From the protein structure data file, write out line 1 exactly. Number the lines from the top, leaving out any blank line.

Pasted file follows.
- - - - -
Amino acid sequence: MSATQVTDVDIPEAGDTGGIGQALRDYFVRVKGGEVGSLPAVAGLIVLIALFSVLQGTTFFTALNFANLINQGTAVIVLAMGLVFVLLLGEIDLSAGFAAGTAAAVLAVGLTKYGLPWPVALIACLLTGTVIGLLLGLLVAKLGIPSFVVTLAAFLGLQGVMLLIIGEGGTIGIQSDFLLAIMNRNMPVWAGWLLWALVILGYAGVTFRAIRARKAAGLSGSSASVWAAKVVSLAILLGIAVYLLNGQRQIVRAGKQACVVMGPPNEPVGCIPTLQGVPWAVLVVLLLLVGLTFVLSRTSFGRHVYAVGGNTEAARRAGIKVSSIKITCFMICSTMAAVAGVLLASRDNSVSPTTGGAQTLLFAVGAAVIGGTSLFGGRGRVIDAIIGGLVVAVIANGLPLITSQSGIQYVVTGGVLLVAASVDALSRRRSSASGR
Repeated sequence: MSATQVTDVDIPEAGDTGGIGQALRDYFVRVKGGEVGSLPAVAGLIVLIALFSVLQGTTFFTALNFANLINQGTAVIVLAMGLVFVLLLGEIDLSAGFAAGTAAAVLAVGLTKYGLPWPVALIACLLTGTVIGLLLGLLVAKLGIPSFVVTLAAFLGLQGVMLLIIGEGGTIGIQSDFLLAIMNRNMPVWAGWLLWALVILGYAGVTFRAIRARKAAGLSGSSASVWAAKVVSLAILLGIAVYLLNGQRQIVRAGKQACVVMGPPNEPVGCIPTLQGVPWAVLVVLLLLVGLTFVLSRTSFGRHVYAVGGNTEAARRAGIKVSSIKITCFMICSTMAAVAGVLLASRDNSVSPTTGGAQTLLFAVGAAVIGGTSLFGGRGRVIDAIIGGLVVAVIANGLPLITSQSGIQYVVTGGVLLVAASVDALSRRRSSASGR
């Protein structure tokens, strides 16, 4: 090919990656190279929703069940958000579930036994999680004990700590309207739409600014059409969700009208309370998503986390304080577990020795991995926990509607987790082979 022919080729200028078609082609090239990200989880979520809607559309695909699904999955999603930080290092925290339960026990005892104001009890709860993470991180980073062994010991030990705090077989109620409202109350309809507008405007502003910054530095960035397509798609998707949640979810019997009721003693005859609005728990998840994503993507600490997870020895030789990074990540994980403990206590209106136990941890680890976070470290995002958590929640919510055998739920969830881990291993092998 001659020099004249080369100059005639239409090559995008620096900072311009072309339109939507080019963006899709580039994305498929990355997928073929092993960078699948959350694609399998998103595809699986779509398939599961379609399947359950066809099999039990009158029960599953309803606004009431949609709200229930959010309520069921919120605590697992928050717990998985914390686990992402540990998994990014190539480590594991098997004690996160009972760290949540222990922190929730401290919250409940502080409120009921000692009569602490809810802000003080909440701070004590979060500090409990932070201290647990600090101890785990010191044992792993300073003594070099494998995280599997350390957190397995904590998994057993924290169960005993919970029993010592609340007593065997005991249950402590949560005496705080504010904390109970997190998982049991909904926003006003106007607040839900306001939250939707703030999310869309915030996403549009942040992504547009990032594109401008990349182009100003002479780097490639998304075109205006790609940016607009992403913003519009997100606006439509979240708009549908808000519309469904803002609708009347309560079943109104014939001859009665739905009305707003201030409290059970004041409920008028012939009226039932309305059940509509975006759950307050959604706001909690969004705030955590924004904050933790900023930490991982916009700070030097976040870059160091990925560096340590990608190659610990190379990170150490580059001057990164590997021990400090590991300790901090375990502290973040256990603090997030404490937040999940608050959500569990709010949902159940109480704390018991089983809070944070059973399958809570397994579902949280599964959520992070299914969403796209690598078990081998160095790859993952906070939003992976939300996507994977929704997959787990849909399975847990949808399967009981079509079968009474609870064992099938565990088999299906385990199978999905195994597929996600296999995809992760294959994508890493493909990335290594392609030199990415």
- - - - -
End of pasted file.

Amino acid sequence: MSATQVTDVDIPEAGDTGGIGQALRDYFVRVKGGEVGSLPAVAGLIVLIALFSVLQGTTFFTALNFANLINQGTAVIVLAMGLVFVLLLGEIDLSAGFAAGTAAAVLAVGLTKYGLPWPVALIACLLTGTVIGLLLGLLVAKLGIPSFVVTLAAFLGLQGVMLLIIGEGGTIGIQSDFLLAIMNRNMPVWAGWLLWALVILGYAGVTFRAIRARKAAGLSGSSASVWAAKVVSLAILLGIAVYLLNGQRQIVRAGKQACVVMGPPNEPVGCIPTLQGVPWAVLVVLLLLVGLTFVLSRTSFGRHVYAVGGNTEAARRAGIKVSSIKITCFMICSTMAAVAGVLLASRDNSVSPTTGGAQTLLFAVGAAVIGGTSLFGGRGRVIDAIIGGLVVAVIANGLPLITSQSGIQYVVTGGVLLVAASVDALSRRRSSASGR